Let's not make our job even more difficult than it already is.

Hanlon's Razor:

Hanlon's razor is an aphorism expressed in various ways including "Never attribute to malice that which is adequately explained by stupidity," or "Don't assume bad intentions over neglect and misunderstanding." It recommends a way of eliminating unlikely explanations for a phenomenon (a philosophical razor).

Trump's Razor:

According to Trump's Razor: "ascertain the stupidest possible scenario that can be reconciled with the available facts" and that answer is likely correct.

I am not sure I find these "Trump and Bannon are 5 steps ahead of us in this game of 11-dimensional chess and whatever you're doing about it is wrong" articles that have been circulating the last few days on the left to be terribly useful or productive.

Neither of the razors above is a hard-and-fast law. They are heuristics—tools for evaluating arguments. They are pretty useful, though, and tend to work in a practical sense more often than not.

The stuff that Trump, his goons, and the opportunists who surround him are doing is terrible on a level seldom seen in this history of this country. The work involved in resisting it is immense. That said, we do ourselves no favors when we build up vast conspiracies and turn these guys into evil super-geniuses. There is a fine line and much gray area between not underestimating the risks and the damage they can do, and painting ourselves into a corner where we see a vast, coordinated array of forces and then throw up our hands because what can anyone do?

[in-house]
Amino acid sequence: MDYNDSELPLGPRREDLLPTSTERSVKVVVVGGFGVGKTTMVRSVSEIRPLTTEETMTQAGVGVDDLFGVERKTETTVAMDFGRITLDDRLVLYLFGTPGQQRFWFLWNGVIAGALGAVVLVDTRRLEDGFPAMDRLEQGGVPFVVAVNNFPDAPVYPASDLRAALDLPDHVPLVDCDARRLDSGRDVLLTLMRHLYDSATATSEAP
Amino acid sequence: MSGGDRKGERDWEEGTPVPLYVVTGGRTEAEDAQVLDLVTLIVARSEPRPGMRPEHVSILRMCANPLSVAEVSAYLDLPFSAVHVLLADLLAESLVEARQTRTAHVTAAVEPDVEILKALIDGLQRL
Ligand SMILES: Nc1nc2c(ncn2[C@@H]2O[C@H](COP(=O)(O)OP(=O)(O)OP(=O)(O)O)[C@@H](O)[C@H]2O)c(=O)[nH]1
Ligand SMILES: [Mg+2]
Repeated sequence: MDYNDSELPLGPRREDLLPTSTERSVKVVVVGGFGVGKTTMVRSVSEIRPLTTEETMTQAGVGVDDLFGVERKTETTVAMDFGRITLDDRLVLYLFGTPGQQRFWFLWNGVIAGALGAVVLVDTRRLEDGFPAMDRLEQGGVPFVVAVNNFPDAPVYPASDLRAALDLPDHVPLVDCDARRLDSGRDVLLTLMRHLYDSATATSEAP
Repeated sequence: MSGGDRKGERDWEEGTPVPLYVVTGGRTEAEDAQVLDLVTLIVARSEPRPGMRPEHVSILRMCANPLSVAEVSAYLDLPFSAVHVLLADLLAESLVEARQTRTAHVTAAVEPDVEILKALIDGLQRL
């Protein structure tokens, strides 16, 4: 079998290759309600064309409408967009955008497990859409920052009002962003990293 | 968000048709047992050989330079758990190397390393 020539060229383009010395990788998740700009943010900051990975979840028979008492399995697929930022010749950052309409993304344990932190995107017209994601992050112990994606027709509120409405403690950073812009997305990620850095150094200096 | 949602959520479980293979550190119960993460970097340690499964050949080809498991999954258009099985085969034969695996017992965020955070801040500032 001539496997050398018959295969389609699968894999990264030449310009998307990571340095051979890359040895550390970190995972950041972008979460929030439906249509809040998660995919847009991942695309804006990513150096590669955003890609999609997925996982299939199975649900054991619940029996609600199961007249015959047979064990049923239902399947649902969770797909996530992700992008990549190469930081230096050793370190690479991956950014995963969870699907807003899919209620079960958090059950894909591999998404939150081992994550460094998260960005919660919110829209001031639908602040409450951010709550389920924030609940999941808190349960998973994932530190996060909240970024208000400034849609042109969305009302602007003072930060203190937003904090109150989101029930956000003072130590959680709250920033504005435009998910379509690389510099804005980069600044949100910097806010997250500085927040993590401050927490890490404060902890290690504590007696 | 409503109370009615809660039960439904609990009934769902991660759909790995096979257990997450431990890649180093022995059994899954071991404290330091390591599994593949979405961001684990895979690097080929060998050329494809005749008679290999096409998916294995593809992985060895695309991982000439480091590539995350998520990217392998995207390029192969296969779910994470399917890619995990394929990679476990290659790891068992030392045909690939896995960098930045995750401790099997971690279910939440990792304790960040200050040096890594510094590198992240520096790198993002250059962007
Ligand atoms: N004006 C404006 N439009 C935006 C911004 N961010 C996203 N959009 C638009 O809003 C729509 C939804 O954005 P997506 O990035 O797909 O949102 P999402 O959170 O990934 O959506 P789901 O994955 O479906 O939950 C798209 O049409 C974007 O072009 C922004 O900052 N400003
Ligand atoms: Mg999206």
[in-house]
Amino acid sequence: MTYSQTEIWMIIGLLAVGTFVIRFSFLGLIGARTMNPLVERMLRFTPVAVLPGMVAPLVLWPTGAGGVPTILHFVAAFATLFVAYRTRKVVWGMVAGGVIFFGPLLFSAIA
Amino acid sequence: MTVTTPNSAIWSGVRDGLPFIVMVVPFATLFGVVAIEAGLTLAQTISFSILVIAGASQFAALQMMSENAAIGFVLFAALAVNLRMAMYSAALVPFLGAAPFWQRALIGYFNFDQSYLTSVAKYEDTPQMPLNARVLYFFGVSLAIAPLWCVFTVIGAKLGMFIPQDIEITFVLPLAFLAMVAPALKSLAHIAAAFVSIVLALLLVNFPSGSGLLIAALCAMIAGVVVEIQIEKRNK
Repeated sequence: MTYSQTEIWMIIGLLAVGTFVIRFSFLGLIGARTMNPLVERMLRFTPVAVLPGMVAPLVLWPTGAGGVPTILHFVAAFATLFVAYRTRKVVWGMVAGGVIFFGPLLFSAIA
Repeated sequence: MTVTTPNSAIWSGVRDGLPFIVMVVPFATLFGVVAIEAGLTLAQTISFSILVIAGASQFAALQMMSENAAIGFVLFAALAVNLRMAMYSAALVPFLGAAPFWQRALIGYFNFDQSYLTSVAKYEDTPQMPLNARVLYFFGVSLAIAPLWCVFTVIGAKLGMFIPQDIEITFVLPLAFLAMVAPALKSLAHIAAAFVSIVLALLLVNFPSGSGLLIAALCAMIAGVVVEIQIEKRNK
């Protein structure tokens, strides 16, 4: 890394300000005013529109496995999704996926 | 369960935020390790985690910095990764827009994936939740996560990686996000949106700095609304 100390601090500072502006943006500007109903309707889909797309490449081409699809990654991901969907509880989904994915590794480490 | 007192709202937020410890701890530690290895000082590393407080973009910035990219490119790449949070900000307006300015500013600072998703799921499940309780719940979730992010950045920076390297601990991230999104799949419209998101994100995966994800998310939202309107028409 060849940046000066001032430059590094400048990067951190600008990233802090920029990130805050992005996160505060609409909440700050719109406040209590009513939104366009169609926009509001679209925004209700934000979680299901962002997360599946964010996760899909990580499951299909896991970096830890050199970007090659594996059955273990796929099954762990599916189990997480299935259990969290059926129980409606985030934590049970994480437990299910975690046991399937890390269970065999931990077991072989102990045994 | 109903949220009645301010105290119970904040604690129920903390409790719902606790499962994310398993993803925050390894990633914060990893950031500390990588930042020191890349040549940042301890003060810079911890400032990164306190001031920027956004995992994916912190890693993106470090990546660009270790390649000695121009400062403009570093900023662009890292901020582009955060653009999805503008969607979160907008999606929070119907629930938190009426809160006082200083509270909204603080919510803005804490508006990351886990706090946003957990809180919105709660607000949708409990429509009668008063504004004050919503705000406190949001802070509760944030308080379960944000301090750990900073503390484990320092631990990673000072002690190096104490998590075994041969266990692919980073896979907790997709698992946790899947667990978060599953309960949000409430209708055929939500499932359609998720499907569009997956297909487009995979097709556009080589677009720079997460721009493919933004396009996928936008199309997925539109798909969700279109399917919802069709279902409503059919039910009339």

And to be clear, when I quote Hanlon's Razor, I do not mean to imply that there is not malice or bad intentions involved. I absolutely think there are.

But I see basically no one on the Left saying that resisting Trump is going to be easy, or that marches are all we need, or that we can rely on the Democrats to stop him. I see millions of people marching and networking and going home to talk with their friends and families to figure out what they can do, and then doing it. Things are probably going to get worse before they get better, but these what-if thought exercises don't change the fact that there is a lot of work to be done and we need to do it.

Show Comments